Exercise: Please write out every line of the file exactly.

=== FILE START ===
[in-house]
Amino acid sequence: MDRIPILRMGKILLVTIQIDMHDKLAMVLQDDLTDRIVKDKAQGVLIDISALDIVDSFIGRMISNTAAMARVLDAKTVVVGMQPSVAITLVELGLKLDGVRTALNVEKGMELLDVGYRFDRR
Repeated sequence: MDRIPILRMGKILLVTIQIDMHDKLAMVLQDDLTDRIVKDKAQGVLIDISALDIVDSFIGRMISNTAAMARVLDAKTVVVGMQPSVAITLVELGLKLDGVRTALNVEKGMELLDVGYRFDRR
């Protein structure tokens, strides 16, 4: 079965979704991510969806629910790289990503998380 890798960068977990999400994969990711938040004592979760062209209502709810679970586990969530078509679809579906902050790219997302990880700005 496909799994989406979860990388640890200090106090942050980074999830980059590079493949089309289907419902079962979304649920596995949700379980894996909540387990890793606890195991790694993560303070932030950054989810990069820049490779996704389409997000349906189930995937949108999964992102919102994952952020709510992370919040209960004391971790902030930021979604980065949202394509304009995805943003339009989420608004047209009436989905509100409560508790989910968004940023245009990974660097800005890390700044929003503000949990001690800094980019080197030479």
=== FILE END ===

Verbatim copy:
[in-house]
Amino acid sequence: MDRIPILRMGKILLVTIQIDMHDKLAMVLQDDLTDRIVKDKAQGVLIDISALDIVDSFIGRMISNTAAMARVLDAKTVVVGMQPSVAITLVELGLKLDGVRTALNVEKGMELLDVGYRFDRR
Repeated sequence: MDRIPILRMGKILLVTIQIDMHDKLAMVLQDDLTDRIVKDKAQGVLIDISALDIVDSFIGRMISNTAAMARVLDAKTVVVGMQPSVAITLVELGLKLDGVRTALNVEKGMELLDVGYRFDRR
């Protein structure tokens, strides 16, 4: 079965979704991510969806629910790289990503998380 890798960068977990999400994969990711938040004592979760062209209502709810679970586990969530078509679809579906902050790219997302990880700005 496909799994989406979860990388640890200090106090942050980074999830980059590079493949089309289907419902079962979304649920596995949700379980894996909540387990890793606890195991790694993560303070932030950054989810990069820049490779996704389409997000349906189930995937949108999964992102919102994952952020709510992370919040209960004391971790902030930021979604980065949202394509304009995805943003339009989420608004047209009436989905509100409560508790989910968004940023245009990974660097800005890390700044929003503000949990001690800094980019080197030479």